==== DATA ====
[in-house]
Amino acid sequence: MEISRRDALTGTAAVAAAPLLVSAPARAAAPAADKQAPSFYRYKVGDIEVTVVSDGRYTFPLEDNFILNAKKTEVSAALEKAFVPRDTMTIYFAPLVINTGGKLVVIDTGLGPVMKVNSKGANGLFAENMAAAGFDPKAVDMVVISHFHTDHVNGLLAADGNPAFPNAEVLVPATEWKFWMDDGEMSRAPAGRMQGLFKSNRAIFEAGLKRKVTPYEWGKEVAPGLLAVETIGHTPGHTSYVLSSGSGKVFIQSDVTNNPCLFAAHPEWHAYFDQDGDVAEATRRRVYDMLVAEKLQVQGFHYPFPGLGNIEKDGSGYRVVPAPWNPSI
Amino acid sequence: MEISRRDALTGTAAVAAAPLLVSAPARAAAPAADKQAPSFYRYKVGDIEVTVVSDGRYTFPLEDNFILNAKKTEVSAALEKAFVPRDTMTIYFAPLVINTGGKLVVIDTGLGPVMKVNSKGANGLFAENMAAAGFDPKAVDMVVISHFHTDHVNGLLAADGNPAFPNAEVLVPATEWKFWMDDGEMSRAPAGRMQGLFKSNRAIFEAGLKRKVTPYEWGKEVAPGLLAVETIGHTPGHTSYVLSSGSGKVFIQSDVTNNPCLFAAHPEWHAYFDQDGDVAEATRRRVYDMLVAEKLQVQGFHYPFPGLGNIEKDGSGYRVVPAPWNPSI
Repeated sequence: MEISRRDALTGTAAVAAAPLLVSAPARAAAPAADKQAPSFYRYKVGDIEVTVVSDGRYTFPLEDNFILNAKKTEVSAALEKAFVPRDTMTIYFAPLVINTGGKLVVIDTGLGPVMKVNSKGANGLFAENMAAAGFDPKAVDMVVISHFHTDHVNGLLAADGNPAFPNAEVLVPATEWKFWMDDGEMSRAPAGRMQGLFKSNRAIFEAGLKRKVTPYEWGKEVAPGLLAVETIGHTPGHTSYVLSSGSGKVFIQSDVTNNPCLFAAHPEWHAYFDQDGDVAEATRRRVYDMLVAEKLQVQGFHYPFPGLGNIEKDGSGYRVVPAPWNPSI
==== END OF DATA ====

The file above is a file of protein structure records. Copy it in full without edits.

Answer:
[in-house]
Amino acid sequence: MEISRRDALTGTAAVAAAPLLVSAPARAAAPAADKQAPSFYRYKVGDIEVTVVSDGRYTFPLEDNFILNAKKTEVSAALEKAFVPRDTMTIYFAPLVINTGGKLVVIDTGLGPVMKVNSKGANGLFAENMAAAGFDPKAVDMVVISHFHTDHVNGLLAADGNPAFPNAEVLVPATEWKFWMDDGEMSRAPAGRMQGLFKSNRAIFEAGLKRKVTPYEWGKEVAPGLLAVETIGHTPGHTSYVLSSGSGKVFIQSDVTNNPCLFAAHPEWHAYFDQDGDVAEATRRRVYDMLVAEKLQVQGFHYPFPGLGNIEKDGSGYRVVPAPWNPSI
Amino acid sequence: MEISRRDALTGTAAVAAAPLLVSAPARAAAPAADKQAPSFYRYKVGDIEVTVVSDGRYTFPLEDNFILNAKKTEVSAALEKAFVPRDTMTIYFAPLVINTGGKLVVIDTGLGPVMKVNSKGANGLFAENMAAAGFDPKAVDMVVISHFHTDHVNGLLAADGNPAFPNAEVLVPATEWKFWMDDGEMSRAPAGRMQGLFKSNRAIFEAGLKRKVTPYEWGKEVAPGLLAVETIGHTPGHTSYVLSSGSGKVFIQSDVTNNPCLFAAHPEWHAYFDQDGDVAEATRRRVYDMLVAEKLQVQGFHYPFPGLGNIEKDGSGYRVVPAPWNPSI
Repeated sequence: MEISRRDALTGTAAVAAAPLLVSAPARAAAPAADKQAPSFYRYKVGDIEVTVVSDGRYTFPLEDNFILNAKKTEVSAALEKAFVPRDTMTIYFAPLVINTGGKLVVIDTGLGPVMKVNSKGANGLFAENMAAAGFDPKAVDMVVISHFHTDHVNGLLAADGNPAFPNAEVLVPATEWKFWMDDGEMSRAPAGRMQGLFKSNRAIFEAGLKRKVTPYEWGKEVAPGLLAVETIGHTPGHTSYVLSSGSGKVFIQSDVTNNPCLFAAHPEWHAYFDQDGDVAEATRRRVYDMLVAEKLQVQGFHYPFPGLGNIEKDGSGYRVVPAPWNPSI